April 30, 2018
By CEW Editorial Team
A confirmation: the winds of change are now howling.
Several years ago, in a workshop at Electro-Federation Canada’s annual conference, a roundtable session described and debated the numerous disruptive technologies that are forcing us to think differently.
And as our team returns from the 2018 edition of Hannover Messe, we are more cognisant of the new models, new methods and new channels that are all coming together to challenge the status quo today. The convergence of electrical and electronic, data and functionality, and value-added services are on the move and coming faster than we think. And the applications address process, industry residential and infrastructure.
Take the Mechatronics phenomenon, the multidisciplinary field that combines mechanical engineering, electronics, telecommunications/IT engineering, systems engineering, and control engineering. At Hannover we saw technical systems that are more and more complex and integrated.
So, what does this mean to the full-line distributor? Perhaps nothing if the long-term focus is residential alone, perhaps a lot as the smart home is evolving, or perhaps everything if you are an industrial focused player.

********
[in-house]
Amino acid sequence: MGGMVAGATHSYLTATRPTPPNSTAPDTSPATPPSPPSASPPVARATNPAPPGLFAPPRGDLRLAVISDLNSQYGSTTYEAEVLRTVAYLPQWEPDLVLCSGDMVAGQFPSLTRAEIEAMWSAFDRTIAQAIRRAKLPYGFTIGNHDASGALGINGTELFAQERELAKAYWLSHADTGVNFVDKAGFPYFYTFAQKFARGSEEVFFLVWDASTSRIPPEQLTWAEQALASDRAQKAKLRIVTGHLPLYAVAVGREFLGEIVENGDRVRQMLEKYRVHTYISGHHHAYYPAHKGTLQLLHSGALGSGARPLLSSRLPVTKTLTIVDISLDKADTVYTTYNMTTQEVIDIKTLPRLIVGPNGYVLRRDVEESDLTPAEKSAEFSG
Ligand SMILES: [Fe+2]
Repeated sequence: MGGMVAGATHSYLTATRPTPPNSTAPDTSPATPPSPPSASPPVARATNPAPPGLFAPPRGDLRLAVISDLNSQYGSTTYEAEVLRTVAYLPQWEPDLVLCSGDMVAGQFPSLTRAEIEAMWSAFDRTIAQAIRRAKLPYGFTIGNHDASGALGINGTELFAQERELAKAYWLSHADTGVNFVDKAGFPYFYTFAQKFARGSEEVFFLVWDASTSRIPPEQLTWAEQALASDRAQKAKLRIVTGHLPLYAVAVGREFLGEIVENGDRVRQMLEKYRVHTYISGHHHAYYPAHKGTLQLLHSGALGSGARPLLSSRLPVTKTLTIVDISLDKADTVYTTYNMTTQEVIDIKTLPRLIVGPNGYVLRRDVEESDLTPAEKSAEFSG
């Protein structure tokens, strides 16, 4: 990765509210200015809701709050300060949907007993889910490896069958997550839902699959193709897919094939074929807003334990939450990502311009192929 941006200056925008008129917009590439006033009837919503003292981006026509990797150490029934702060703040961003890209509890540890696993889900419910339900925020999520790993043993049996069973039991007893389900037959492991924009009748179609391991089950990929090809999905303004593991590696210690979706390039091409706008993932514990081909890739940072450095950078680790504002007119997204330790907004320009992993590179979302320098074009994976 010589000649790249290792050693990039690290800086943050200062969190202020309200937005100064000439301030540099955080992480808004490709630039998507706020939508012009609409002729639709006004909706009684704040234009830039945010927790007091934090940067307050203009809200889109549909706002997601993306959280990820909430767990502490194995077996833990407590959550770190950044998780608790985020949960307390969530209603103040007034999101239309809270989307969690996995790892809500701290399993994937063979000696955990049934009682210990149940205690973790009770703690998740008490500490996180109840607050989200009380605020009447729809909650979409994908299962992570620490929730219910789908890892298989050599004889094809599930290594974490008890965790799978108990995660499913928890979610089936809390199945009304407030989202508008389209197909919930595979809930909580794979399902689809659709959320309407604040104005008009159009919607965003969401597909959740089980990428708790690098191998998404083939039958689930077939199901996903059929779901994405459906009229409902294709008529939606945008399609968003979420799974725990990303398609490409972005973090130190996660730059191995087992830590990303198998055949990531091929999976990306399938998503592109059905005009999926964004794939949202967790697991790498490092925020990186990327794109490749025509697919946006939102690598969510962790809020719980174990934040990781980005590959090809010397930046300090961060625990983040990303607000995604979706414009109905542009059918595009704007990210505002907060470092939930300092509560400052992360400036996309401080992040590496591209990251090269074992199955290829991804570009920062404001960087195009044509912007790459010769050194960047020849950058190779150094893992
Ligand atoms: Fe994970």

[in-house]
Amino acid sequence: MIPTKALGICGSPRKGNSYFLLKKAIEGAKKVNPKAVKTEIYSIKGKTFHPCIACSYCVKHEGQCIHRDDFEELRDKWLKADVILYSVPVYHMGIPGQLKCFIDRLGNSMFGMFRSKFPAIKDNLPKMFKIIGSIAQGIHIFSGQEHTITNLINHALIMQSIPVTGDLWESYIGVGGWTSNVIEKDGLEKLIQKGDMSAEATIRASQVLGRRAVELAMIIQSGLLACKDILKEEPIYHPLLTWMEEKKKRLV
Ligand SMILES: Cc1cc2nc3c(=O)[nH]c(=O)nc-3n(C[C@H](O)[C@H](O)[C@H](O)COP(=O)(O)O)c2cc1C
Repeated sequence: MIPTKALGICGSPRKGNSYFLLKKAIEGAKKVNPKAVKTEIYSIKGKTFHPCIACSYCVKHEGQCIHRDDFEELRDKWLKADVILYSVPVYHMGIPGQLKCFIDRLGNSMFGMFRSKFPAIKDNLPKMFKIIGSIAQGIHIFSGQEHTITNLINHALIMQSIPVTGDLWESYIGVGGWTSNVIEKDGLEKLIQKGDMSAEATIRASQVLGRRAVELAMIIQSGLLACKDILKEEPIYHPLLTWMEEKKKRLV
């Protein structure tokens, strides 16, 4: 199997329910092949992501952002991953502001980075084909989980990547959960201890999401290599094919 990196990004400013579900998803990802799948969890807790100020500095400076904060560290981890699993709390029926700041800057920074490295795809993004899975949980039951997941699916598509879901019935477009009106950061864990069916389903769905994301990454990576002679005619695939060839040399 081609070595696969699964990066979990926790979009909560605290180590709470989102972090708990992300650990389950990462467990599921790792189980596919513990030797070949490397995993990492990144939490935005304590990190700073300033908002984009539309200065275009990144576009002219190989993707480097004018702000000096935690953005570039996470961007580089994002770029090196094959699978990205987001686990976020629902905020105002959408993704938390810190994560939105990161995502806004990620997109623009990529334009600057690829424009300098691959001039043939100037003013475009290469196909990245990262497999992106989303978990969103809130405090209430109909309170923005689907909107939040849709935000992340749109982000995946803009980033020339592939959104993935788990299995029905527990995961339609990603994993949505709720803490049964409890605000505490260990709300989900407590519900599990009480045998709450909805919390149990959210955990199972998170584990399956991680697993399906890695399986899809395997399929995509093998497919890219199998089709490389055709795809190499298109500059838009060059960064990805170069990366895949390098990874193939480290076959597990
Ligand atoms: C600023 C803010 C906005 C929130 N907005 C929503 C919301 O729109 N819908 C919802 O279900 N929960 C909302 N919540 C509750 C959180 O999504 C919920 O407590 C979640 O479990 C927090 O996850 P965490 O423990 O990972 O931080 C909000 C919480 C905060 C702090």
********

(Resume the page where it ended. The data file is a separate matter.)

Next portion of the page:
At Hannover we met many channel players from around the world who are watching the trend and confirm the channel is changing. The best, most obvious precedent may be in Europe where there is an ever-widening gap between full-line commodity focused product distributors and solutions provider-based speciality distributors.
In Canada we are seeing this happening too, and it’s accelerating. Of interest here, control and lighting products that once were almost the exclusive domain of the full-line wholesaler are now being sold in new specialty and on-line distributors. In fact, the control distributor now controls a 50% share in Canada today, but the question is will this grow further and faster.
Attending Hanover allowed us to meet many Canadian end users, and it’s evident from their attendance and comments they are looking for solutions, from product to engineering, from integration to commissioning. And to a person they want these products at a faster pace and are prepared to pay for convenience and delivery.
In Canada’s electrical channels the relationship and being close to the customer was the competitive edge but today those customers can source, research and see and have more choice than ever before.
So today the challenges are price is traded for delivery and product knowledge trumps existing relationships. There are numerous examples in Canada where electrical wholesalers are looking to new models and methods and looking to adapt to the change. In-house services, such as enclosure modification, wire cutting, project management, integration design and even in-house manufacturing and panel building, are now dotting the landscape and investments in logistics and product knowledge are being made daily.
Food for thought for sure, but those winds of change are howling and the change we witnessed over the past five years will not look like anything close to what we will experience through 2023.